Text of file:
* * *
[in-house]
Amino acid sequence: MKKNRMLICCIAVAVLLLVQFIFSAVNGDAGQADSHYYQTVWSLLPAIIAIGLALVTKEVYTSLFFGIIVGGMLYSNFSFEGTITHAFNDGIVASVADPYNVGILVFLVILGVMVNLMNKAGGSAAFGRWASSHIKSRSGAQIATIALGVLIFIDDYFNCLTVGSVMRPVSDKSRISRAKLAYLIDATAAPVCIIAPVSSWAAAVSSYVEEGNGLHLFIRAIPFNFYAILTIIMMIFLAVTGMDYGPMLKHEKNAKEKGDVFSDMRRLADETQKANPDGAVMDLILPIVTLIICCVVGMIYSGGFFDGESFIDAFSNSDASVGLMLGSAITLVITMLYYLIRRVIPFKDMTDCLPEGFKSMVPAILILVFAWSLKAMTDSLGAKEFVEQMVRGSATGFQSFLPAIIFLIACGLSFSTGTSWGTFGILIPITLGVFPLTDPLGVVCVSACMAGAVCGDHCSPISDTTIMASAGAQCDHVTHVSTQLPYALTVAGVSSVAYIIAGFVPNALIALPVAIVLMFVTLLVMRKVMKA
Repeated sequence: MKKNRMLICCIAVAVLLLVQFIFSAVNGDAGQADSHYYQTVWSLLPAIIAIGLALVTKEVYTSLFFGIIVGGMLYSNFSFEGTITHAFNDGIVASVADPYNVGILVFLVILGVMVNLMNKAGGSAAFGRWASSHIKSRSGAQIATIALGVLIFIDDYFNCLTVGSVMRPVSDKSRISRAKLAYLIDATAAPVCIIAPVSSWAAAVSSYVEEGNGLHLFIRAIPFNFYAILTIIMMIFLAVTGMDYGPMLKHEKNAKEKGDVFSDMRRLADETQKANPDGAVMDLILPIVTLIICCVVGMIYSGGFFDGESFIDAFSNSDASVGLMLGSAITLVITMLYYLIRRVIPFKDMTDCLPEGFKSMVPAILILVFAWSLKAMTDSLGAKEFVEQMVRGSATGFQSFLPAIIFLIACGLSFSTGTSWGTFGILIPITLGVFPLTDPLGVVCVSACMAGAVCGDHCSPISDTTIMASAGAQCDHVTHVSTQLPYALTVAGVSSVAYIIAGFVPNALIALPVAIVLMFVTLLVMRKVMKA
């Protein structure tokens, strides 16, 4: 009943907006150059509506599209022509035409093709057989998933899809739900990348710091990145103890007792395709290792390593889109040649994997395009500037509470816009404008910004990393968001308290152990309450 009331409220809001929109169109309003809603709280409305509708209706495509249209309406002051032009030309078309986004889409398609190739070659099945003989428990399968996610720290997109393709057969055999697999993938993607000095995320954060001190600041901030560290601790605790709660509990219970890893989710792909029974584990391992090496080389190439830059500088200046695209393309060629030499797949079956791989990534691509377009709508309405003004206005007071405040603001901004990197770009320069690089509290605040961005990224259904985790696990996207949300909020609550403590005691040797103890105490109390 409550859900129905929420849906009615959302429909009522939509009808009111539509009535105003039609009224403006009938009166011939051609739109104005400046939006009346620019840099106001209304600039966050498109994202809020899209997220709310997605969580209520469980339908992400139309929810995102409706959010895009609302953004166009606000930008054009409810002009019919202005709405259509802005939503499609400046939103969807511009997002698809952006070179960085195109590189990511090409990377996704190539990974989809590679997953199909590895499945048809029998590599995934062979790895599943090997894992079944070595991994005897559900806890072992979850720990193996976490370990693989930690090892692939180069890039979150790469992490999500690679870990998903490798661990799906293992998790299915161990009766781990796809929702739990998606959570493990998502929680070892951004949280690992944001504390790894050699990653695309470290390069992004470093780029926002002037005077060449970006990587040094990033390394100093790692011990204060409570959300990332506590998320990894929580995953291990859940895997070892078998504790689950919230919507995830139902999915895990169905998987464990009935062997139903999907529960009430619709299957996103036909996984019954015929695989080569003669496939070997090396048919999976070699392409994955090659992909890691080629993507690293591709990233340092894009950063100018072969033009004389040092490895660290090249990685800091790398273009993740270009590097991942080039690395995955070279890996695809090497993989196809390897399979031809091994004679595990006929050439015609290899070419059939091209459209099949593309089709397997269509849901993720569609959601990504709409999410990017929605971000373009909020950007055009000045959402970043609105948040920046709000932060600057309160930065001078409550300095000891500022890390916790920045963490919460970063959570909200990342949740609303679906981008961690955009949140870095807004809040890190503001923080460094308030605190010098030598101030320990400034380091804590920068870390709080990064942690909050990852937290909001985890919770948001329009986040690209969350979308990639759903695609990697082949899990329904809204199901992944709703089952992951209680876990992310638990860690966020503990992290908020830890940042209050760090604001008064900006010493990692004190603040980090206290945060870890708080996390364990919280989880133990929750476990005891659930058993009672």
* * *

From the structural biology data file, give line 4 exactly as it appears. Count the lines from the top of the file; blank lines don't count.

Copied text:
């Protein structure tokens, strides 16, 4: 009943907006150059509506599209022509035409093709057989998933899809739900990348710091990145103890007792395709290792390593889109040649994997395009500037509470816009404008910004990393968001308290152990309450 009331409220809001929109169109309003809603709280409305509708209706495509249209309406002051032009030309078309986004889409398609190739070659099945003989428990399968996610720290997109393709057969055999697999993938993607000095995320954060001190600041901030560290601790605790709660509990219970890893989710792909029974584990391992090496080389190439830059500088200046695209393309060629030499797949079956791989990534691509377009709508309405003004206005007071405040603001901004990197770009320069690089509290605040961005990224259904985790696990996207949300909020609550403590005691040797103890105490109390 409550859900129905929420849906009615959302429909009522939509009808009111539509009535105003039609009224403006009938009166011939051609739109104005400046939006009346620019840099106001209304600039966050498109994202809020899209997220709310997605969580209520469980339908992400139309929810995102409706959010895009609302953004166009606000930008054009409810002009019919202005709405259509802005939503499609400046939103969807511009997002698809952006070179960085195109590189990511090409990377996704190539990974989809590679997953199909590895499945048809029998590599995934062979790895599943090997894992079944070595991994005897559900806890072992979850720990193996976490370990693989930690090892692939180069890039979150790469992490999500690679870990998903490798661990799906293992998790299915161990009766781990796809929702739990998606959570493990998502929680070892951004949280690992944001504390790894050699990653695309470290390069992004470093780029926002002037005077060449970006990587040094990033390394100093790692011990204060409570959300990332506590998320990894929580995953291990859940895997070892078998504790689950919230919507995830139902999915895990169905998987464990009935062997139903999907529960009430619709299957996103036909996984019954015929695989080569003669496939070997090396048919999976070699392409994955090659992909890691080629993507690293591709990233340092894009950063100018072969033009004389040092490895660290090249990685800091790398273009993740270009590097991942080039690395995955070279890996695809090497993989196809390897399979031809091994004679595990006929050439015609290899070419059939091209459209099949593309089709397997269509849901993720569609959601990504709409999410990017929605971000373009909020950007055009000045959402970043609105948040920046709000932060600057309160930065001078409550300095000891500022890390916790920045963490919460970063959570909200990342949740609303679906981008961690955009949140870095807004809040890190503001923080460094308030605190010098030598101030320990400034380091804590920068870390709080990064942690909050990852937290909001985890919770948001329009986040690209969350979308990639759903695609990697082949899990329904809204199901992944709703089952992951209680876990992310638990860690966020503990992290908020830890940042209050760090604001008064900006010493990692004190603040980090206290945060870890708080996390364990919280989880133990929750476990005891659930058993009672």